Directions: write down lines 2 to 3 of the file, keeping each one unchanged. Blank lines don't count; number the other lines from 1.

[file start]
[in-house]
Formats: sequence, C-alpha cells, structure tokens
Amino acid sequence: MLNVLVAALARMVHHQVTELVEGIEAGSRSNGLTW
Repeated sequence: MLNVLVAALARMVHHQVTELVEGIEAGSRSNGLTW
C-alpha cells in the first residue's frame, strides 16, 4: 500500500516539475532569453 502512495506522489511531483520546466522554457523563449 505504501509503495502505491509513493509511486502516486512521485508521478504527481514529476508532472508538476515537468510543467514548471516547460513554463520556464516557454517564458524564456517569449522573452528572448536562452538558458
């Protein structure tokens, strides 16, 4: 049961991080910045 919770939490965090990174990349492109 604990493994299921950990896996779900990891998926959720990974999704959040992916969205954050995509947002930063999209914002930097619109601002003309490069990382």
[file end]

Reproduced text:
Formats: sequence, C-alpha cells, structure tokens
Amino acid sequence: MLNVLVAALARMVHHQVTELVEGIEAGSRSNGLTW